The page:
Bard falls in love nearly simultaneously with her French boyfriend and the cuisine of his native land. After months of soaking up and in Paris culture, she visits a cookwear shop with her mother, who has not yet learned the ways of the true Parisienne. Bard's mother approaches a salesman with a piece of pottery and announces, "I want to buy this." Wincing, Bard escorts her mother out of the store and conducts the transaction herself in the properly French way, polite and correct.

"What?" asks her mother on the sidewalk.

Where to begin? "You didn't say 'Good morning,'" replies Bard, who writes of feeling like she has "centuries of catching up to do."

The scene, like so many tales of culture clash in this memoir and in most travelers' memories, is about much more than a simple misunderstanding. Entering a foreign world means occasionally facing a volatile mix of cultural pride, personal desire, and the needs of the group versus those of the individual.

I was feeling what Bard calls "a cultural jet lag" as I drove the desert highway that leads into our destination town of Todos Santos later that day. Some portions of the road are dinky single lane with steep gullies on either side and occasional chunks missing from the white line on the edge. Some stretches are recently refinished blacktop, eight lanes wide, but with no markings, no yellow or white lines, and little guidance when your lane suddenly disappears and you hope the cars coming the opposite direction stay to the right.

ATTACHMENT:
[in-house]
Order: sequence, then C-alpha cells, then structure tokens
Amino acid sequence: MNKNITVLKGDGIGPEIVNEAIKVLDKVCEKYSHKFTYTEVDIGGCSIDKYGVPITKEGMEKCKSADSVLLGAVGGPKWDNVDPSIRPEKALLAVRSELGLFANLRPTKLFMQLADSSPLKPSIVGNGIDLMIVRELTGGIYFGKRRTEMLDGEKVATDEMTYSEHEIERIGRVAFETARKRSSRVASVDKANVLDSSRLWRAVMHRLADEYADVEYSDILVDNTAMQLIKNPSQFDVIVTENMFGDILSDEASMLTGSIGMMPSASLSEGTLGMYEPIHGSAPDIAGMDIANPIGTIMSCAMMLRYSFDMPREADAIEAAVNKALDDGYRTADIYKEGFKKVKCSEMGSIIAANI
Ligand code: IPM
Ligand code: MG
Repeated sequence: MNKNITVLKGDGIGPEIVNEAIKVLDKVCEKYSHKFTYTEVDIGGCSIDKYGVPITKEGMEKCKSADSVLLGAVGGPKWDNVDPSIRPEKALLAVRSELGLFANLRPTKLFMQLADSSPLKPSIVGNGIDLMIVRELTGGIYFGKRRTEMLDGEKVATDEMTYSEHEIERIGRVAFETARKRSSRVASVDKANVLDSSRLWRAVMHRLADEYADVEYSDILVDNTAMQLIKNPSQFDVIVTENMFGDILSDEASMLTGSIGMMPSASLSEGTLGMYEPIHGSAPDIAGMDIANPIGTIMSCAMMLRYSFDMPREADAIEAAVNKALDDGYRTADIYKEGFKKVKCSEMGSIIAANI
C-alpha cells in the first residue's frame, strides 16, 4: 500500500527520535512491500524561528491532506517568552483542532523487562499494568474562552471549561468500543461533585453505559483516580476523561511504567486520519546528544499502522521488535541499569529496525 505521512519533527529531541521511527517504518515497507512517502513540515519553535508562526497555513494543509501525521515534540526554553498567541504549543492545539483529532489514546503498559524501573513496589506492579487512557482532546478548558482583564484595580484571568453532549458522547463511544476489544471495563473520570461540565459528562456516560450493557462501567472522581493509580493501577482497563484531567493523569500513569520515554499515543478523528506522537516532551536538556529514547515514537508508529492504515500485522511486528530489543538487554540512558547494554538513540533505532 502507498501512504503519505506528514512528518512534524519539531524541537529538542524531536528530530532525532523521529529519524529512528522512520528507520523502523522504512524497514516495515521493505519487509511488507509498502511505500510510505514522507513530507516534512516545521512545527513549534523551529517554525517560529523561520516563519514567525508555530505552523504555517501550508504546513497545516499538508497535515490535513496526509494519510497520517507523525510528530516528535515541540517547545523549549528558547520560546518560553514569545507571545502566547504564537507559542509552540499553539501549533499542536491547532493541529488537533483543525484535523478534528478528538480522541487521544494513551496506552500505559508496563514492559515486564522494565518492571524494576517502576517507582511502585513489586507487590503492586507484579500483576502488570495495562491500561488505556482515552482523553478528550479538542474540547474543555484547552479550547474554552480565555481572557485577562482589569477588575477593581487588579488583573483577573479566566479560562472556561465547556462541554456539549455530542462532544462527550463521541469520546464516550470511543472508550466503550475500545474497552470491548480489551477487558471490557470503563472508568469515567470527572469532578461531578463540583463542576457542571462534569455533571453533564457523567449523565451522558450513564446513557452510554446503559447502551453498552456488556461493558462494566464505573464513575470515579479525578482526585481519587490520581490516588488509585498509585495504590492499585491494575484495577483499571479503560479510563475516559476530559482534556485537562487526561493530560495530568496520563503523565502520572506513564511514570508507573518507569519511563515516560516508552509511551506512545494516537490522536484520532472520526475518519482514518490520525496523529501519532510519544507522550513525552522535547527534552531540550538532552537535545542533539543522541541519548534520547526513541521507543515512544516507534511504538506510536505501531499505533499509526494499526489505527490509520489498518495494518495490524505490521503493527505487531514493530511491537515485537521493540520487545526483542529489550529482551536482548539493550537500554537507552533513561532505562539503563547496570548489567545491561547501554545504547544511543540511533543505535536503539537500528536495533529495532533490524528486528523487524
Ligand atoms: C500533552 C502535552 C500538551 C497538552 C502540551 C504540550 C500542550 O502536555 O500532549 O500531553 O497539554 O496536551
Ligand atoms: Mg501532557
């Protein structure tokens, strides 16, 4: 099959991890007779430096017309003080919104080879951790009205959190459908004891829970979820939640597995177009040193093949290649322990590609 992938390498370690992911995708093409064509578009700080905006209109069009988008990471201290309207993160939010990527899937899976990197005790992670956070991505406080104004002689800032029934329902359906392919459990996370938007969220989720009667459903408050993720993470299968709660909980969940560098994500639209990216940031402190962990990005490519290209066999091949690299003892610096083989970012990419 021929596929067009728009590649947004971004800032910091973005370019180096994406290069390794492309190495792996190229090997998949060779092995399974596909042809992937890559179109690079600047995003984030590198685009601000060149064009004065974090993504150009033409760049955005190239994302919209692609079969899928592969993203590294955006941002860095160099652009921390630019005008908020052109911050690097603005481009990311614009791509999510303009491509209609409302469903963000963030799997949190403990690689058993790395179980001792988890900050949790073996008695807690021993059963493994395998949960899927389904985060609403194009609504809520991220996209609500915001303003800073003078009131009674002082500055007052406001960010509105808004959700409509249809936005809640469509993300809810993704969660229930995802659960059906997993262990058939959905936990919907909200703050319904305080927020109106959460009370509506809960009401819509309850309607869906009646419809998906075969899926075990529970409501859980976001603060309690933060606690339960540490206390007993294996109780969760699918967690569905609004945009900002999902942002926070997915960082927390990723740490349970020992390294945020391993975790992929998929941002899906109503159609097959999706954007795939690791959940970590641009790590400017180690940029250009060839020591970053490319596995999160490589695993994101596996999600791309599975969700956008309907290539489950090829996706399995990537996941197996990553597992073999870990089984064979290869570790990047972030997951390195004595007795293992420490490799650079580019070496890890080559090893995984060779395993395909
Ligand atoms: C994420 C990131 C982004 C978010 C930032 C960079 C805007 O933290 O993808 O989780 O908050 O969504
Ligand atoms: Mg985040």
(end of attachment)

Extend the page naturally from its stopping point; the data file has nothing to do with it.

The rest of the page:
Our host laughs at this and tells us a story of a town in the Netherlands that took away all their stop signs and streetlights. Car accidents became rare from the subsequent eye contact and caution.

Courtesy and care - it's not a bad way to move through the world, especially where you don't yet know the rules, but you already feel yourself falling in love. The trick is knowing how to execute that courtesy.

Brent tells another story of when he first arrived in the little town, keeping his head down as he passed people on their porches, until he learned, quickly, the abundant response his hellos would receive.

My little Nora calls a chirpy, "Hola! Hola!" to strangers out the car window. I wince, like Bard.

Two little old ladies in knee length dresses and black pantyhose walk slowly arm in arm up the hill in the neighborhood of Los Pinos. "I've learned to say, 'Buenos dios, Senoras,'" Brent explains, as he demonstrates a slow turn to face their precious and terrible dignity with a deep nod. Some early mornings on holy days, he and Serena can hear them singing, fifteen or so ladies, in a procession to the orange stucco chapel down the road.

The publisher of Lunch in Paris sent me a copy of the book with no obligation. You can read more posts about the memoir at From Left to Write.